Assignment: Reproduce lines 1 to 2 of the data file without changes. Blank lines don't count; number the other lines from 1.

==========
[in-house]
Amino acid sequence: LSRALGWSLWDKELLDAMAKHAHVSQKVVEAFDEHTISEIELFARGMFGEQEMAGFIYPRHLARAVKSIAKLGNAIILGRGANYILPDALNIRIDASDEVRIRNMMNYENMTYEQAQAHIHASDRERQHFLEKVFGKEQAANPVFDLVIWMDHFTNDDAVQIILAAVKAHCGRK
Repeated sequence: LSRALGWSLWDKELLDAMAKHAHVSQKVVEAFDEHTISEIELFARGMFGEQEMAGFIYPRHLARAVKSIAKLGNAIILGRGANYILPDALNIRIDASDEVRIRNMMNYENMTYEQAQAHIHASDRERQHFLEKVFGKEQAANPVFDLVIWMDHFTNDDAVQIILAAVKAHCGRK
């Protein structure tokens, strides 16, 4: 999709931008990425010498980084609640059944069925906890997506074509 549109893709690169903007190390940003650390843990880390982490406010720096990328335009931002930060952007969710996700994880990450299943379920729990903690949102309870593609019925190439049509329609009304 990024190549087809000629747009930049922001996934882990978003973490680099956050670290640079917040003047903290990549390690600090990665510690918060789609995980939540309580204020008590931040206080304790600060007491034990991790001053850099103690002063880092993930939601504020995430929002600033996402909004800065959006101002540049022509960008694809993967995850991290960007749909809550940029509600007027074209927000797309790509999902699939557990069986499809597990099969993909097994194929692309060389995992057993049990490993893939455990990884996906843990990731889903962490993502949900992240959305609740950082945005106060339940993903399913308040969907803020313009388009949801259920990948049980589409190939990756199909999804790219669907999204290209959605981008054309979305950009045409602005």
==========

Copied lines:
[in-house]
Amino acid sequence: LSRALGWSLWDKELLDAMAKHAHVSQKVVEAFDEHTISEIELFARGMFGEQEMAGFIYPRHLARAVKSIAKLGNAIILGRGANYILPDALNIRIDASDEVRIRNMMNYENMTYEQAQAHIHASDRERQHFLEKVFGKEQAANPVFDLVIWMDHFTNDDAVQIILAAVKAHCGRK